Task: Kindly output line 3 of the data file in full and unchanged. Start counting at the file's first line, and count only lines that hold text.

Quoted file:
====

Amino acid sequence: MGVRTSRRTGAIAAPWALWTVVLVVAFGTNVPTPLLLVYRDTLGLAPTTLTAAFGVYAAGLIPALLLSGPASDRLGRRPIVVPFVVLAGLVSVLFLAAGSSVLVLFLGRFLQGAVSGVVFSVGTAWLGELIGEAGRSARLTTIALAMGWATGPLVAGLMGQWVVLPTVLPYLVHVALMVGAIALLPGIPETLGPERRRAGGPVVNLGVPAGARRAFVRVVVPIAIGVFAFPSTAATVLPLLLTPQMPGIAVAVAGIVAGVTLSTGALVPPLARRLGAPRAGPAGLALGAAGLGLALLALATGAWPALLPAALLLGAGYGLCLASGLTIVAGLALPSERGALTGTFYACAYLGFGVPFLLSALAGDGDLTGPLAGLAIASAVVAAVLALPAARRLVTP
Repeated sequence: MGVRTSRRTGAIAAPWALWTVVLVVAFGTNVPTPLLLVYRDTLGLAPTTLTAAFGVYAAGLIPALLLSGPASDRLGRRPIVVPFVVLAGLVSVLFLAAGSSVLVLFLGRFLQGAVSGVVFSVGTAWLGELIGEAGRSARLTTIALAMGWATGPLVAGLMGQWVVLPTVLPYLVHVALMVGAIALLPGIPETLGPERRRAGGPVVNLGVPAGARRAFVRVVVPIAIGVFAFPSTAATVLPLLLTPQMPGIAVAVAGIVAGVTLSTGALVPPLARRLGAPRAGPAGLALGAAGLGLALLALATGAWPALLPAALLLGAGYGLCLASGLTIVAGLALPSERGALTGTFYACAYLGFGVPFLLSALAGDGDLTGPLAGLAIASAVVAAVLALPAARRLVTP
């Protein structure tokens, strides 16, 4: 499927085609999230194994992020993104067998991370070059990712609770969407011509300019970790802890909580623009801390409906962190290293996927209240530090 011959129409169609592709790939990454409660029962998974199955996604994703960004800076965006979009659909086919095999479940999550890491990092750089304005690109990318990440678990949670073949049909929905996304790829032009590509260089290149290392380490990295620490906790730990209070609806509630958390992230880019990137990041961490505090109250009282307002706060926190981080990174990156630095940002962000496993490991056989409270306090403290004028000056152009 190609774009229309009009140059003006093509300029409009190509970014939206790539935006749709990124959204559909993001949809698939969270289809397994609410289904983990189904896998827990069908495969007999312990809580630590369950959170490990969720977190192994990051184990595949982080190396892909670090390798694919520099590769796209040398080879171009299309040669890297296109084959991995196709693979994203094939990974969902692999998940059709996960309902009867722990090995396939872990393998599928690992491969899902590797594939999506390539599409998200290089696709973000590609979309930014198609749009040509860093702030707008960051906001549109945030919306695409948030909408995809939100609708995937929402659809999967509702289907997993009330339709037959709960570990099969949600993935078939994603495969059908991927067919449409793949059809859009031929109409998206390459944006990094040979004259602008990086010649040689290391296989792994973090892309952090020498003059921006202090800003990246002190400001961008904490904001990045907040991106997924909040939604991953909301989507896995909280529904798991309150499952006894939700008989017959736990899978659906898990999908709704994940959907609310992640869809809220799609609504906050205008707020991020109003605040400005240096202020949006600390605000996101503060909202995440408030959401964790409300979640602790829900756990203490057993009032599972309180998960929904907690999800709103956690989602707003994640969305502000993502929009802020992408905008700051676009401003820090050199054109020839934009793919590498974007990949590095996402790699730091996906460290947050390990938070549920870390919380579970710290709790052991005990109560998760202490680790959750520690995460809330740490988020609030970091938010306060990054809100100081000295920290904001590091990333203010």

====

């Protein structure tokens, strides 16, 4: 499927085609999230194994992020993104067998991370070059990712609770969407011509300019970790802890909580623009801390409906962190290293996927209240530090 011959129409169609592709790939990454409660029962998974199955996604994703960004800076965006979009659909086919095999479940999550890491990092750089304005690109990318990440678990949670073949049909929905996304790829032009590509260089290149290392380490990295620490906790730990209070609806509630958390992230880019990137990041961490505090109250009282307002706060926190981080990174990156630095940002962000496993490991056989409270306090403290004028000056152009 190609774009229309009009140059003006093509300029409009190509970014939206790539935006749709990124959204559909993001949809698939969270289809397994609410289904983990189904896998827990069908495969007999312990809580630590369950959170490990969720977190192994990051184990595949982080190396892909670090390798694919520099590769796209040398080879171009299309040669890297296109084959991995196709693979994203094939990974969902692999998940059709996960309902009867722990090995396939872990393998599928690992491969899902590797594939999506390539599409998200290089696709973000590609979309930014198609749009040509860093702030707008960051906001549109945030919306695409948030909408995809939100609708995937929402659809999967509702289907997993009330339709037959709960570990099969949600993935078939994603495969059908991927067919449409793949059809859009031929109409998206390459944006990094040979004259602008990086010649040689290391296989792994973090892309952090020498003059921006202090800003990246002190400001961008904490904001990045907040991106997924909040939604991953909301989507896995909280529904798991309150499952006894939700008989017959736990899978659906898990999908709704994940959907609310992640869809809220799609609504906050205008707020991020109003605040400005240096202020949006600390605000996101503060909202995440408030959401964790409300979640602790829900756990203490057993009032599972309180998960929904907690999800709103956690989602707003994640969305502000993502929009802020992408905008700051676009401003820090050199054109020839934009793919590498974007990949590095996402790699730091996906460290947050390990938070549920870390919380579970710290709790052991005990109560998760202490680790959750520690995460809330740490988020609030970091938010306060990054809100100081000295920290904001590091990333203010």